Posted On May 3, 2017

Work and Our Labor in the Lord (James M. Hamilton Jr.)

by | May 3, 2017 | Christian Living, Featured

Studies show that the average human works 10.3 years in a lifetime. Imagine taking the next decade to work, never clocking out. That’s how much time you’ll spend at the office, making sales, making sandwiches, digging holes, checking on patients, or whatever you spend your hours a week working on. Work is simply a major component of who we are. Even those who don’t work feel their identity wrapped up in their not working.

Anyone who has worked knows that work brings a combination of joys and sorrows, life-giving blessings and life-taking struggles. And most importantly, the Bible has something to say – a lot to say, in fact – about this lifelong phenomenon of work. Jim Hamilton’s Work and Our Labor in the Lord will be a helpful primer in engaging with Scripture to ask these three guiding questions found on page 12:

  1. What part does work play in the Bible’s big story?
  2. What propositional truths about workflow from the big story?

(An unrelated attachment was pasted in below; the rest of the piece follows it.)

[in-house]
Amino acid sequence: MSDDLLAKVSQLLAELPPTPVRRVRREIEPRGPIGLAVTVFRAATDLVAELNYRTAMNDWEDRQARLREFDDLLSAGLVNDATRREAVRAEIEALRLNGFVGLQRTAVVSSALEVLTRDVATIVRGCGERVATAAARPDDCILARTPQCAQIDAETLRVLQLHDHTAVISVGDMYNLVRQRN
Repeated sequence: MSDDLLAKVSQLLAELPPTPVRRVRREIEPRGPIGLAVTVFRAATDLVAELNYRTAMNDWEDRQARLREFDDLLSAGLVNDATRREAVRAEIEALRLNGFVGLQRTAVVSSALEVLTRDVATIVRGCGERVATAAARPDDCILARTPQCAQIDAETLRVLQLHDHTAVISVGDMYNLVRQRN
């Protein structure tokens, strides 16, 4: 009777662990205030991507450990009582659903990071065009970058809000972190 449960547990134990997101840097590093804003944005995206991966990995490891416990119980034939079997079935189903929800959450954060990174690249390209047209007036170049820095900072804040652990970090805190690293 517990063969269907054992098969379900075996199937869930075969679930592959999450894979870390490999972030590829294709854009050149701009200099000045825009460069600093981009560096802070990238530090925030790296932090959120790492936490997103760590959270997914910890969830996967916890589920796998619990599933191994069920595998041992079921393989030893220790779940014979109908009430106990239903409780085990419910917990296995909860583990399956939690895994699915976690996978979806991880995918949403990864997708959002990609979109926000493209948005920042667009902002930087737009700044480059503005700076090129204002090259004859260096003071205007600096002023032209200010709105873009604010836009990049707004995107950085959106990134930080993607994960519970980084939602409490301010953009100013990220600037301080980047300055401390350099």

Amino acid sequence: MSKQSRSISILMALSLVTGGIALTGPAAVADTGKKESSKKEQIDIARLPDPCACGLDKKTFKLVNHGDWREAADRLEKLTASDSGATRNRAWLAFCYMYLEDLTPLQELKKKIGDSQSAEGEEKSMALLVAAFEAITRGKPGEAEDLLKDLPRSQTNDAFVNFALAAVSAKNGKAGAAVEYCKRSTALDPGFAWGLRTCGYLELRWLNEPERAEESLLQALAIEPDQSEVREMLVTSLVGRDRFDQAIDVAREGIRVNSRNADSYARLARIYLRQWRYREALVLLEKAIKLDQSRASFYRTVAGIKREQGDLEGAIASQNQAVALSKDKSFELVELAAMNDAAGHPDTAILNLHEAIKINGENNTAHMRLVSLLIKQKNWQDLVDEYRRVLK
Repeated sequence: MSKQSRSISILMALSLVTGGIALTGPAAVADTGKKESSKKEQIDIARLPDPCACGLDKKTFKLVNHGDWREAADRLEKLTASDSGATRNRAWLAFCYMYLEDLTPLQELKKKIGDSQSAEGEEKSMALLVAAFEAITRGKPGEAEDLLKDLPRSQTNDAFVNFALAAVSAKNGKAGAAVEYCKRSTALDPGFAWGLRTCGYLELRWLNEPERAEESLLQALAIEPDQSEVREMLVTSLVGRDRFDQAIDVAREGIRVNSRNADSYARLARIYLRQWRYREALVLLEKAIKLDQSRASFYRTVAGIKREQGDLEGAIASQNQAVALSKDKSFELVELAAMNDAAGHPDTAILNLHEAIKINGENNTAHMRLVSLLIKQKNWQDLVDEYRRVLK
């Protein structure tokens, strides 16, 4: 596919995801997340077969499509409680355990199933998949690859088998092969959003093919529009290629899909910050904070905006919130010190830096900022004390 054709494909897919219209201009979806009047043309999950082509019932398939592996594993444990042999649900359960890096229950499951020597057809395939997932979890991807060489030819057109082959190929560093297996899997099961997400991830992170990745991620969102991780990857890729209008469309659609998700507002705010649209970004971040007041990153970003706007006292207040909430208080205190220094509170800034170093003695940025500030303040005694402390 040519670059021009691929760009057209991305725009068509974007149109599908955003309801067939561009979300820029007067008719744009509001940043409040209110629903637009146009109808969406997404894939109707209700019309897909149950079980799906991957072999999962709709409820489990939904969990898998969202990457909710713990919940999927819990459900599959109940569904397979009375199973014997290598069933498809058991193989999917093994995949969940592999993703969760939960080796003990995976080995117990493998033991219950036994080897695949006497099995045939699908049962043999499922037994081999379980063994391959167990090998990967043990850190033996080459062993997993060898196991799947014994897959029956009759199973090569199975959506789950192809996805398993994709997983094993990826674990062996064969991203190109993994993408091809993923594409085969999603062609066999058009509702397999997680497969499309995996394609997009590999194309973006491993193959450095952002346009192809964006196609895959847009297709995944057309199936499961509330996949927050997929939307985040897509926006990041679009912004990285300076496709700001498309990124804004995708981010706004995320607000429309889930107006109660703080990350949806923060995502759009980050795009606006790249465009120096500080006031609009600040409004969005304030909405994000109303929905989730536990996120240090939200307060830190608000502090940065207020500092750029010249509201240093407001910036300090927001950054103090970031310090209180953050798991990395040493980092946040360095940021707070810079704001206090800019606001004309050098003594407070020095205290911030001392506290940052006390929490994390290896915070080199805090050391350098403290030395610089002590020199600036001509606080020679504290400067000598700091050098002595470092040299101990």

3. Does work symbolize something beyond mere labor?

In the chapters to follow, Hamilton unfolds an introductory, but a robust and full exploration of Scripture’s teachings on work. He begins where it all began, in Genesis 1-3, and begins to shed light on the goodness of the creation of work, using Deuteronomy as support. Hamilton expectedly acknowledges that sin has distorted how work works today, using other Old Testament passages, especially from the Wisdom Literature to express making the best of a broken world in our work. Christ’s work, in part 3, directly addresses the theology of work that’s been expressed in the Old Testament, and not only is work redeemed, but it is being restored and will be fully restored one day.

The feature of a book like Work and Our Labor in the Lord is that it gives us not only a handful of broad brushstrokes to widen our understanding of work, but it zeroes in on relevant passages and Biblical examples to deepen that understanding as well. Being able to see the trajectory of our work allows us to see our good gifts and our hard challenges in work as primary theological, stemming from the Garden and moving toward the New Heaven and New Earth.

I’m grateful for Hamilton’s contribution to the Short Studies in Biblical Theology series. This is wide, deep theology at an accessible, bite-size level. It is sure to help us reorient our understanding of why we are clocking in, how not to waste our work, and persevering when it gets hard.

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